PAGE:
Sun’s out, tongues out! As we head into summer, and back into the world, it is a good time to review some tips to keep your pup safe in the heat. Keep in mind that the age and breed of your dog can have an impact on their susceptibility to overheating. Snub-nosed dogs, like pugs and bulldogs, are not as able to cool themselves off by panting the way that other breeds can. Older dogs and overweight dogs are at higher risk as well.
Most obviously and most importantly, don’t ever leave your dog in the car on a hot day. Not only is it very dangerous, it is also illegal in California! On an 85 degree day, your car interior can get up to 104 degrees in just ten minutes. Whenever possible, leave your pup at home where she or he is most comfortable.
When hanging out outdoors with your pet, hydration is key! Make sure there is plenty of fresh, cool water available and bring along a bottle for your dog if you are heading out for an adventure. There are great options available at your nearest dog store, Chewy.com, or on Amazon. My Minnie loves to chomp on ice cubes when we sit outside or after a good walk. There are also lots of healthy and dog-friendly snacks that you can share with your furry friend that have high water content and will help hydration. Ripe tomatoes, watermelon, cucumbers, celery, and iceberg lettuce are all great options! There are also a lot of great recipes online for frozen treats you can make your dog at home.
When taking your pooch for a walk, make sure you are going in the morning before the heat really kicks in or in the evening once it has cooled down and be mindful of where you are walking. If you can’t hold the back of your hand to the pavement for 7 seconds then it is too hot for your dog’s paws. If you need to take your pup out when the sidewalk or pavement has already heated up, you can invest in some booties to help protect her or his paws. It’ll take a little bit for your dog to get used to them, but reinforce the new apparel with lots of praise and treats and she or he will get used to them in no time!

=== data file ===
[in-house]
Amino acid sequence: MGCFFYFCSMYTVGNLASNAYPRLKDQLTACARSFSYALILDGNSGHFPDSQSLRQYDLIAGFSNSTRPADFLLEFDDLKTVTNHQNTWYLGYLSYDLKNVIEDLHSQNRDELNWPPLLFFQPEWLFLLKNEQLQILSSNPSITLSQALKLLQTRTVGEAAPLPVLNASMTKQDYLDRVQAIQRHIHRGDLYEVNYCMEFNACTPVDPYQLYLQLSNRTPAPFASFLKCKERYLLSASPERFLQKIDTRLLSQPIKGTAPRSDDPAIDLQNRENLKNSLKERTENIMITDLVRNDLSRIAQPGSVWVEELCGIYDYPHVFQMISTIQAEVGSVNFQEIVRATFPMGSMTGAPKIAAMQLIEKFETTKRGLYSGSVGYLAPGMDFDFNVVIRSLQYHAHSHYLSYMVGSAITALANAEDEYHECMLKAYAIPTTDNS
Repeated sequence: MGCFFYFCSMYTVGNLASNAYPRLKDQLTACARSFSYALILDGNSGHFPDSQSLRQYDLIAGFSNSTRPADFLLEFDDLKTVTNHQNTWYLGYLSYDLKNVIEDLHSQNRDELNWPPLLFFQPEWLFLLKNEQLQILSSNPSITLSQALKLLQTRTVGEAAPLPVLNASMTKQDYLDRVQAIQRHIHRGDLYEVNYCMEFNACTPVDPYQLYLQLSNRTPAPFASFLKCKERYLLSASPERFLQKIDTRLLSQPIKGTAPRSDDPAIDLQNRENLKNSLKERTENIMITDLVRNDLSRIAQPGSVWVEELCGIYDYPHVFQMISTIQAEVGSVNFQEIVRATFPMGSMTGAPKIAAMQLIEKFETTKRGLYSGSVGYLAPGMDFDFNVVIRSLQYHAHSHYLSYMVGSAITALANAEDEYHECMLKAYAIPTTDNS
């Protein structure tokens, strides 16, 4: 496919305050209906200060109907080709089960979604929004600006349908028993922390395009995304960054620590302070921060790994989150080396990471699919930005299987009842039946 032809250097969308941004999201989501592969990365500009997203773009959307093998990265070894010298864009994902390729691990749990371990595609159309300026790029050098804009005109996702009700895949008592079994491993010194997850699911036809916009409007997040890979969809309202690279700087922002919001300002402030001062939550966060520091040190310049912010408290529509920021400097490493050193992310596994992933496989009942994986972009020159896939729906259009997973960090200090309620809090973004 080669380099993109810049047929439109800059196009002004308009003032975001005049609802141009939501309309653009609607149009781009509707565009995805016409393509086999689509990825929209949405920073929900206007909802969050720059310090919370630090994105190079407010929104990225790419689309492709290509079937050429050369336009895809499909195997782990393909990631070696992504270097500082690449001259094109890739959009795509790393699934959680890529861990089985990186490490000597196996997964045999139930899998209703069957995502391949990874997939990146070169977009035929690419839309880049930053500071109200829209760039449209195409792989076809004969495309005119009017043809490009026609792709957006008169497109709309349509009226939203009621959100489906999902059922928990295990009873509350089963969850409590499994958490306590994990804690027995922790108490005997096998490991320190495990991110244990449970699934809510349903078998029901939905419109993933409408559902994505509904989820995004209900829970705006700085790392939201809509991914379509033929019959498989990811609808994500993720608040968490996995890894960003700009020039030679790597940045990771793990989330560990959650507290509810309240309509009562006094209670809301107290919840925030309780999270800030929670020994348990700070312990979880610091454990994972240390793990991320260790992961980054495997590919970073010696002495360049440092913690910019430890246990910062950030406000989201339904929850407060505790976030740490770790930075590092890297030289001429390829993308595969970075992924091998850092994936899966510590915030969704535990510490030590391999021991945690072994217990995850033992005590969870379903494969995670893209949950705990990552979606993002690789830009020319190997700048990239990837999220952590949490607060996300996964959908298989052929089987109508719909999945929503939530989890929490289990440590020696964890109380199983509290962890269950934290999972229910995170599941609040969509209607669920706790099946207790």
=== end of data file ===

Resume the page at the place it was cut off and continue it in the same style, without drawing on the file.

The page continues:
Dogs sweat from their paws and they drink water and pant to bring their body temperature down. If you are spending a lot of time outdoors, keep an eye out for the following signs of heatstroke and dehydration: heavy panting, dry or bright red gums, thick drool, vomiting, diarrhea, lethargy, sunken eyes, loss of elasticity in the skin, and wobbly legs. If your dog starts presenting these signs, get her or him in the shade with cold water to drink. Put a cold, wet towel on him or her and rub the paws and belly with the towel. You need to bring your dog’s temperature back down to 100-102 degrees. If your dog gets to this state and is not recovering, contact your vet immediately.
Dogs can also get sunburned! If you have a dog with light fur and pink skin, you should apply sunscreen every 3-4 hours while you are outside. There are dog-specific brands that you can use to protect their more sensitive areas- like their bellies and noses- but don’t use human sunscreen on your pooch. Most contain harmful ingredients that are toxic for your dog if ingested. It is also not a good idea to shave dogs for the summer- their hair helps to protect their skin. In some cases, their fur actually plays a role in body temperature regulation. Just keep the coat short and free of knots and matts!
If you are planning to take your pup to the beach, make sure you bring something to provide shade. Be careful with your dog in the water- don’t let him or her drink the ocean water as it can make him or her sick and be observant as to whether there are any creatures around. Having available water for them to drink helps prevent them from drinking ocean water. Running on the beach is much tougher than running on solid ground, so be sure to watch to make sure your pet isn’t overdoing it. When you are done at the beach, give your pup a good rinse as the saltwater can damage your dog’s coat.
We hope everyone has a fun and safe summer with their furry friends! Pack your bag with all of the essentials and it is sure to be a fun and safe day with your pup.